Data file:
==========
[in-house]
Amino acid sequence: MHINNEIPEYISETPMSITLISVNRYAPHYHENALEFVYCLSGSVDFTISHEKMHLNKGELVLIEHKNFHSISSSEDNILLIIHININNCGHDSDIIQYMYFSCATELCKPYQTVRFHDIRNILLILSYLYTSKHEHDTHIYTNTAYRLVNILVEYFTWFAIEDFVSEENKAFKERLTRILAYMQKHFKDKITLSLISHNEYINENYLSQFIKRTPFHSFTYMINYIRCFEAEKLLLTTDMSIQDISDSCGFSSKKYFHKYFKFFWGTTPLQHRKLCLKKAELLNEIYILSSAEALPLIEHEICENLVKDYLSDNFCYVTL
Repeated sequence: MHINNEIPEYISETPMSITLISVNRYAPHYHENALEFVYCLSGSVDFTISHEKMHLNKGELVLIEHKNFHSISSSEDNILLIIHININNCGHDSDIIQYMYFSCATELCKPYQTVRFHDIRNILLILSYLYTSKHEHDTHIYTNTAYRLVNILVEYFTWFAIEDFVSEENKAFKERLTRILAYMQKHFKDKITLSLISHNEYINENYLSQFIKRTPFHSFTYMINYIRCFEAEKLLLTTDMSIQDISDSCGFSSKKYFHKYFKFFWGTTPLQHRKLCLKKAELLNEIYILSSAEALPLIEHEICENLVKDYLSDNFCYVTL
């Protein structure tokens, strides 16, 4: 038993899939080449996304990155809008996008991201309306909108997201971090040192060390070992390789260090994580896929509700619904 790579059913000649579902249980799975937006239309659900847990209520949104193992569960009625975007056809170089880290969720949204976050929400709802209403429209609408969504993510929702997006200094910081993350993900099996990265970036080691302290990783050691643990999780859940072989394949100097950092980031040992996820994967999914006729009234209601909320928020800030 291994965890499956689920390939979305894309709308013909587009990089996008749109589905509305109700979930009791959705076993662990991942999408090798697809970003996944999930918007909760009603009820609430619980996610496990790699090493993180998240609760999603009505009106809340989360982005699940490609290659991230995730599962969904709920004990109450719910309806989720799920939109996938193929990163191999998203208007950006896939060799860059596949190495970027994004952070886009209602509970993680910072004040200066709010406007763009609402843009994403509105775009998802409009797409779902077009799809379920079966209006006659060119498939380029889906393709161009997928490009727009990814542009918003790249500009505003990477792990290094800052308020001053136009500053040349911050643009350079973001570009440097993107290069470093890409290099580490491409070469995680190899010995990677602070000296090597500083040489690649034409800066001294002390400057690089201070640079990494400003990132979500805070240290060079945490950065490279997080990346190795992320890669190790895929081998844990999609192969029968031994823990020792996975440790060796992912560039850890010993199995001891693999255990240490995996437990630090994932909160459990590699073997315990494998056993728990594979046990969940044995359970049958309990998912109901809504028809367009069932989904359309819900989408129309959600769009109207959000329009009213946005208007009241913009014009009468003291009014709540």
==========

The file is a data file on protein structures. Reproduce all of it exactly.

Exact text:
[in-house]
Amino acid sequence: MHINNEIPEYISETPMSITLISVNRYAPHYHENALEFVYCLSGSVDFTISHEKMHLNKGELVLIEHKNFHSISSSEDNILLIIHININNCGHDSDIIQYMYFSCATELCKPYQTVRFHDIRNILLILSYLYTSKHEHDTHIYTNTAYRLVNILVEYFTWFAIEDFVSEENKAFKERLTRILAYMQKHFKDKITLSLISHNEYINENYLSQFIKRTPFHSFTYMINYIRCFEAEKLLLTTDMSIQDISDSCGFSSKKYFHKYFKFFWGTTPLQHRKLCLKKAELLNEIYILSSAEALPLIEHEICENLVKDYLSDNFCYVTL
Repeated sequence: MHINNEIPEYISETPMSITLISVNRYAPHYHENALEFVYCLSGSVDFTISHEKMHLNKGELVLIEHKNFHSISSSEDNILLIIHININNCGHDSDIIQYMYFSCATELCKPYQTVRFHDIRNILLILSYLYTSKHEHDTHIYTNTAYRLVNILVEYFTWFAIEDFVSEENKAFKERLTRILAYMQKHFKDKITLSLISHNEYINENYLSQFIKRTPFHSFTYMINYIRCFEAEKLLLTTDMSIQDISDSCGFSSKKYFHKYFKFFWGTTPLQHRKLCLKKAELLNEIYILSSAEALPLIEHEICENLVKDYLSDNFCYVTL
């Protein structure tokens, strides 16, 4: 038993899939080449996304990155809008996008991201309306909108997201971090040192060390070992390789260090994580896929509700619904 790579059913000649579902249980799975937006239309659900847990209520949104193992569960009625975007056809170089880290969720949204976050929400709802209403429209609408969504993510929702997006200094910081993350993900099996990265970036080691302290990783050691643990999780859940072989394949100097950092980031040992996820994967999914006729009234209601909320928020800030 291994965890499956689920390939979305894309709308013909587009990089996008749109589905509305109700979930009791959705076993662990991942999408090798697809970003996944999930918007909760009603009820609430619980996610496990790699090493993180998240609760999603009505009106809340989360982005699940490609290659991230995730599962969904709920004990109450719910309806989720799920939109996938193929990163191999998203208007950006896939060799860059596949190495970027994004952070886009209602509970993680910072004040200066709010406007763009609402843009994403509105775009998802409009797409779902077009799809379920079966209006006659060119498939380029889906393709161009997928490009727009990814542009918003790249500009505003990477792990290094800052308020001053136009500053040349911050643009350079973001570009440097993107290069470093890409290099580490491409070469995680190899010995990677602070000296090597500083040489690649034409800066001294002390400057690089201070640079990494400003990132979500805070240290060079945490950065490279997080990346190795992320890669190790895929081998844990999609192969029968031994823990020792996975440790060796992912560039850890010993199995001891693999255990240490995996437990630090994932909160459990590699073997315990494998056993728990594979046990969940044995359970049958309990998912109901809504028809367009069932989904359309819900989408129309959600769009109207959000329009009213946005208007009241913009014009009468003291009014709540």